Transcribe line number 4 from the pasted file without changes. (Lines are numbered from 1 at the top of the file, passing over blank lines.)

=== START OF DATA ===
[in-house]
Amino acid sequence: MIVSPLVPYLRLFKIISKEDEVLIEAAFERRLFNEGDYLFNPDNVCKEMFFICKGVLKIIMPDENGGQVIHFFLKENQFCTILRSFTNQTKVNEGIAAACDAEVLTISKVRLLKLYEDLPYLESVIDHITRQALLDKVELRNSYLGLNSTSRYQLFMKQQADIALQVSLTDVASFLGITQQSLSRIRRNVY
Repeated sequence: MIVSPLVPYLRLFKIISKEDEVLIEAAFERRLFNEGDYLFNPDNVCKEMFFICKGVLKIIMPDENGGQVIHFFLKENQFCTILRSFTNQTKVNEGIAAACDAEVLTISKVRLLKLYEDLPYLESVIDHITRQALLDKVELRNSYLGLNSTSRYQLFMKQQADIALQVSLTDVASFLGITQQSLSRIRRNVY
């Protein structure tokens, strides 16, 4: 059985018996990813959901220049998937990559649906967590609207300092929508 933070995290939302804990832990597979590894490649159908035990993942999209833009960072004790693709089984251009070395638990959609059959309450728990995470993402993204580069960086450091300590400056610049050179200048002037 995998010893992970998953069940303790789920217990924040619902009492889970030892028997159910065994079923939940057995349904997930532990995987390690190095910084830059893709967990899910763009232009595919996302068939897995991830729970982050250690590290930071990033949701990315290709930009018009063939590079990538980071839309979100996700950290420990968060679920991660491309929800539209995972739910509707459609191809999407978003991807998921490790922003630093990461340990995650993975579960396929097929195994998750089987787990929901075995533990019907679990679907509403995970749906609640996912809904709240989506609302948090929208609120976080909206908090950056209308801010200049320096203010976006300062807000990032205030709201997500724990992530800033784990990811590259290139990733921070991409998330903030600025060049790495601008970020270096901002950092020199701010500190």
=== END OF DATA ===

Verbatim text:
């Protein structure tokens, strides 16, 4: 059985018996990813959901220049998937990559649906967590609207300092929508 933070995290939302804990832990597979590894490649159908035990993942999209833009960072004790693709089984251009070395638990959609059959309450728990995470993402993204580069960086450091300590400056610049050179200048002037 995998010893992970998953069940303790789920217990924040619902009492889970030892028997159910065994079923939940057995349904997930532990995987390690190095910084830059893709967990899910763009232009595919996302068939897995991830729970982050250690590290930071990033949701990315290709930009018009063939590079990538980071839309979100996700950290420990968060679920991660491309929800539209995972739910509707459609191809999407978003991807998921490790922003630093990461340990995650993975579960396929097929195994998750089987787990929901075995533990019907679990679907509403995970749906609640996912809904709240989506609302948090929208609120976080909206908090950056209308801010200049320096203010976006300062807000990032205030709201997500724990992530800033784990990811590259290139990733921070991409998330903030600025060049790495601008970020270096901002950092020199701010500190």